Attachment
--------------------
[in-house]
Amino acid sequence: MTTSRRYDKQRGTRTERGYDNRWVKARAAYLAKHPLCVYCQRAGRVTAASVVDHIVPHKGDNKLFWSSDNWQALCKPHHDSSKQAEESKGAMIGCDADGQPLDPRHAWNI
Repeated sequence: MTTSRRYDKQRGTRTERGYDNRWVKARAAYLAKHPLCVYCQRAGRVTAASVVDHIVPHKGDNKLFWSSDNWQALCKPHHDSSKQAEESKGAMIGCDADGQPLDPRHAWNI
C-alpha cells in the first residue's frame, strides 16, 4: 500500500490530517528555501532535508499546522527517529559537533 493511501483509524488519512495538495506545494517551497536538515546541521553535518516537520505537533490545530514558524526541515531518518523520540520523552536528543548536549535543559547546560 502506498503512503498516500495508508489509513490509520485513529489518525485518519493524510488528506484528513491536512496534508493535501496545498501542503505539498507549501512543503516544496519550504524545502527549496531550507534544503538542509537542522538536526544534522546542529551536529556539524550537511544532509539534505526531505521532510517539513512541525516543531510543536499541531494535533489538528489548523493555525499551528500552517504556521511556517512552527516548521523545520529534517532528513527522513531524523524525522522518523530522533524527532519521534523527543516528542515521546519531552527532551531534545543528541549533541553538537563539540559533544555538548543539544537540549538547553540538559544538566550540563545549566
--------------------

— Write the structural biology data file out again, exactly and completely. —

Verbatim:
[in-house]
Amino acid sequence: MTTSRRYDKQRGTRTERGYDNRWVKARAAYLAKHPLCVYCQRAGRVTAASVVDHIVPHKGDNKLFWSSDNWQALCKPHHDSSKQAEESKGAMIGCDADGQPLDPRHAWNI
Repeated sequence: MTTSRRYDKQRGTRTERGYDNRWVKARAAYLAKHPLCVYCQRAGRVTAASVVDHIVPHKGDNKLFWSSDNWQALCKPHHDSSKQAEESKGAMIGCDADGQPLDPRHAWNI
C-alpha cells in the first residue's frame, strides 16, 4: 500500500490530517528555501532535508499546522527517529559537533 493511501483509524488519512495538495506545494517551497536538515546541521553535518516537520505537533490545530514558524526541515531518518523520540520523552536528543548536549535543559547546560 502506498503512503498516500495508508489509513490509520485513529489518525485518519493524510488528506484528513491536512496534508493535501496545498501542503505539498507549501512543503516544496519550504524545502527549496531550507534544503538542509537542522538536526544534522546542529551536529556539524550537511544532509539534505526531505521532510517539513512541525516543531510543536499541531494535533489538528489548523493555525499551528500552517504556521511556517512552527516548521523545520529534517532528513527522513531524523524525522522518523530522533524527532519521534523527543516528542515521546519531552527532551531534545543528541549533541553538537563539540559533544555538548543539544537540549538547553540538559544538566550540563545549566